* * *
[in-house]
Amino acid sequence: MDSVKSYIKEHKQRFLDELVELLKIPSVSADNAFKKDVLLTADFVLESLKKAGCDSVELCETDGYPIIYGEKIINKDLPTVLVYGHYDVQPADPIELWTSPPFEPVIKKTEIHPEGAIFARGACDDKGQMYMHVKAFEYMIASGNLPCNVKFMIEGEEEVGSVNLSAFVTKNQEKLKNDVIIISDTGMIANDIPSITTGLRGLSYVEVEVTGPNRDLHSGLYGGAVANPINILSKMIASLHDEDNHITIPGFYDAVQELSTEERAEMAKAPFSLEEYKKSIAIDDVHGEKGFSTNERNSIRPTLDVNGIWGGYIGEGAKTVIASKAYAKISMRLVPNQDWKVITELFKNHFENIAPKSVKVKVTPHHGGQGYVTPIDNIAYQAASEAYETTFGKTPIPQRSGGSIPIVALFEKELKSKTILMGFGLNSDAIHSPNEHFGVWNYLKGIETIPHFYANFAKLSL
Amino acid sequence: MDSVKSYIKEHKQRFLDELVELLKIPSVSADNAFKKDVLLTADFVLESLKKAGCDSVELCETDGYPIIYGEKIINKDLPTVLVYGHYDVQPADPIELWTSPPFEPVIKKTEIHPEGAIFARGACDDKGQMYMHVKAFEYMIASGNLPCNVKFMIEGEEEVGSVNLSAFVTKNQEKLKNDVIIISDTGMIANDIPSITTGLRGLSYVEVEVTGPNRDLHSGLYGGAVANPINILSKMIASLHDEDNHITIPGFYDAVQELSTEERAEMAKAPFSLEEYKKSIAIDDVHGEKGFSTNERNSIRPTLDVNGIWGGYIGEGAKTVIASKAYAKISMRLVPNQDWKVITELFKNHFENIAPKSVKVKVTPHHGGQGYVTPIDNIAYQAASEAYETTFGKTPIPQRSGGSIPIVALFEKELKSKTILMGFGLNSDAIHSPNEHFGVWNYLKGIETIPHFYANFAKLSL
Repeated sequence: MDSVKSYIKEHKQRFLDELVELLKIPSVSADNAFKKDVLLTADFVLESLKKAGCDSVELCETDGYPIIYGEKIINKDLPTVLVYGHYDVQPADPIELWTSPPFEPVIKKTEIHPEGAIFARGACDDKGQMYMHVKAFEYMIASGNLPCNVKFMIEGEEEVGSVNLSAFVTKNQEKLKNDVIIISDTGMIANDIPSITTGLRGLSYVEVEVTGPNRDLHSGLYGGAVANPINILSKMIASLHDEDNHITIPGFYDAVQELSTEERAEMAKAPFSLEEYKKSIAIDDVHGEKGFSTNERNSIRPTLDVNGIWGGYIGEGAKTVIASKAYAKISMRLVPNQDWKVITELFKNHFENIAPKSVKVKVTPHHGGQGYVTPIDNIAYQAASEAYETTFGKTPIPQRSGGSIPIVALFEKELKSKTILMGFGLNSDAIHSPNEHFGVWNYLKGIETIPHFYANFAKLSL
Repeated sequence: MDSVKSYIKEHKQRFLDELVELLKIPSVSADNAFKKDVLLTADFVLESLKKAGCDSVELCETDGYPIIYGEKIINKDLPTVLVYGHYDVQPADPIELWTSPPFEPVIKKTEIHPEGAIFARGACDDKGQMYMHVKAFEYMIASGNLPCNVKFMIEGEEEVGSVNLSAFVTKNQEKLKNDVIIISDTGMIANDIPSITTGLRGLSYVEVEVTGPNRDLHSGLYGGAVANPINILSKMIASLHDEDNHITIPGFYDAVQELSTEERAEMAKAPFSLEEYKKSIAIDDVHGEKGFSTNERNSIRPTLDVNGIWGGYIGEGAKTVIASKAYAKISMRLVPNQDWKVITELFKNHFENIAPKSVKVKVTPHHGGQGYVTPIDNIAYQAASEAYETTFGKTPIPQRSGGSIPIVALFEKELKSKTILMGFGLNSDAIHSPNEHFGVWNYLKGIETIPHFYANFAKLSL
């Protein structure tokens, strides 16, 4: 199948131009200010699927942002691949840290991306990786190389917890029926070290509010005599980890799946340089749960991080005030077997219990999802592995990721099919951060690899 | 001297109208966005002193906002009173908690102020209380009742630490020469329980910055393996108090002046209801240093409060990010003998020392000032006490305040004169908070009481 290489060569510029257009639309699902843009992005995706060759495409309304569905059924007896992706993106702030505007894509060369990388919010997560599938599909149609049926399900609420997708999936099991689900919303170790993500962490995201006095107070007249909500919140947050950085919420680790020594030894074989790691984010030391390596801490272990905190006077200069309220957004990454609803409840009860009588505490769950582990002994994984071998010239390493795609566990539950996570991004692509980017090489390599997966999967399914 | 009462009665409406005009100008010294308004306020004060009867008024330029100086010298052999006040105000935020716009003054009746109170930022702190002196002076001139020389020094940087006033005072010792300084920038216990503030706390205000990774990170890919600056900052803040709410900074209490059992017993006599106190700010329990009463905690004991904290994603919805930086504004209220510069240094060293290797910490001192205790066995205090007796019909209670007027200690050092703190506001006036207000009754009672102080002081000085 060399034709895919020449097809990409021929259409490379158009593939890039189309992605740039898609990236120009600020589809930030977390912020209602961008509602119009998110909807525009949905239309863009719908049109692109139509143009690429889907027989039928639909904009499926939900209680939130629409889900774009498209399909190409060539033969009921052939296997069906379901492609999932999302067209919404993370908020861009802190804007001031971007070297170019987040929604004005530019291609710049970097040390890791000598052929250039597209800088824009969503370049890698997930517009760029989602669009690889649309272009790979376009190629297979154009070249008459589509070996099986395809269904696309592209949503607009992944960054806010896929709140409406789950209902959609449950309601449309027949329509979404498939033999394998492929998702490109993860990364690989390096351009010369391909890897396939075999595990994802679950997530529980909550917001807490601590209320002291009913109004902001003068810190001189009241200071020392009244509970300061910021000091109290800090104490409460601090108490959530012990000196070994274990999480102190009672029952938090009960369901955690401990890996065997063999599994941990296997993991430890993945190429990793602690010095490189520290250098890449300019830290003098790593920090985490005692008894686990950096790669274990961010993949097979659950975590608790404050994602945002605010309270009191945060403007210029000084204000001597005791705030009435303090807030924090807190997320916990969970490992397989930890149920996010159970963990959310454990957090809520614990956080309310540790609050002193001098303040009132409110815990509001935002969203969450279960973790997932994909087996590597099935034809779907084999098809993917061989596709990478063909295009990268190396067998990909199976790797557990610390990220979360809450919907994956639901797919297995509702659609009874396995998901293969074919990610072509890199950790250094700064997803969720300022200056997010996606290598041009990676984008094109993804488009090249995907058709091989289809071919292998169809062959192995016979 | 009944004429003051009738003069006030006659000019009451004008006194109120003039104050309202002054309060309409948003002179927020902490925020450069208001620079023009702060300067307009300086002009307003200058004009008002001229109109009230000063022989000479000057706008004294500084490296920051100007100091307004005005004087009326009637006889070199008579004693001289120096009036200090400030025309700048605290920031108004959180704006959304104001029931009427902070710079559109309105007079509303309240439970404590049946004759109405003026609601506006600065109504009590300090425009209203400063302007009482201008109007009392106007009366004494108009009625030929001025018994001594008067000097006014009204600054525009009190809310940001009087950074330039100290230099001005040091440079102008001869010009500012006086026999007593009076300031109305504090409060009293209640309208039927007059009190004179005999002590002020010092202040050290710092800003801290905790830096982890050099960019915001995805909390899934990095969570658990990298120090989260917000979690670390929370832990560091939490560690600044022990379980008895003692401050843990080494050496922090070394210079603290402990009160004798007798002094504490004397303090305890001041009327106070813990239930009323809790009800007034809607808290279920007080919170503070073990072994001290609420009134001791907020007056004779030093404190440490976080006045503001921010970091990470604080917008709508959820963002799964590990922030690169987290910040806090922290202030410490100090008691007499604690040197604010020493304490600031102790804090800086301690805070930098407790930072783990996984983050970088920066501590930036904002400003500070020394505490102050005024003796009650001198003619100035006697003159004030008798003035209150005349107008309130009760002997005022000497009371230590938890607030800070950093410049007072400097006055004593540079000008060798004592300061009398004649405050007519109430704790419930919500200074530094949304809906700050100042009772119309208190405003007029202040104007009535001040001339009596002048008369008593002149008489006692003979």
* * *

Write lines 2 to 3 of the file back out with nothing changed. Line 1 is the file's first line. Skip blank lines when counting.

Amino acid sequence: MDSVKSYIKEHKQRFLDELVELLKIPSVSADNAFKKDVLLTADFVLESLKKAGCDSVELCETDGYPIIYGEKIINKDLPTVLVYGHYDVQPADPIELWTSPPFEPVIKKTEIHPEGAIFARGACDDKGQMYMHVKAFEYMIASGNLPCNVKFMIEGEEEVGSVNLSAFVTKNQEKLKNDVIIISDTGMIANDIPSITTGLRGLSYVEVEVTGPNRDLHSGLYGGAVANPINILSKMIASLHDEDNHITIPGFYDAVQELSTEERAEMAKAPFSLEEYKKSIAIDDVHGEKGFSTNERNSIRPTLDVNGIWGGYIGEGAKTVIASKAYAKISMRLVPNQDWKVITELFKNHFENIAPKSVKVKVTPHHGGQGYVTPIDNIAYQAASEAYETTFGKTPIPQRSGGSIPIVALFEKELKSKTILMGFGLNSDAIHSPNEHFGVWNYLKGIETIPHFYANFAKLSL
Amino acid sequence: MDSVKSYIKEHKQRFLDELVELLKIPSVSADNAFKKDVLLTADFVLESLKKAGCDSVELCETDGYPIIYGEKIINKDLPTVLVYGHYDVQPADPIELWTSPPFEPVIKKTEIHPEGAIFARGACDDKGQMYMHVKAFEYMIASGNLPCNVKFMIEGEEEVGSVNLSAFVTKNQEKLKNDVIIISDTGMIANDIPSITTGLRGLSYVEVEVTGPNRDLHSGLYGGAVANPINILSKMIASLHDEDNHITIPGFYDAVQELSTEERAEMAKAPFSLEEYKKSIAIDDVHGEKGFSTNERNSIRPTLDVNGIWGGYIGEGAKTVIASKAYAKISMRLVPNQDWKVITELFKNHFENIAPKSVKVKVTPHHGGQGYVTPIDNIAYQAASEAYETTFGKTPIPQRSGGSIPIVALFEKELKSKTILMGFGLNSDAIHSPNEHFGVWNYLKGIETIPHFYANFAKLSL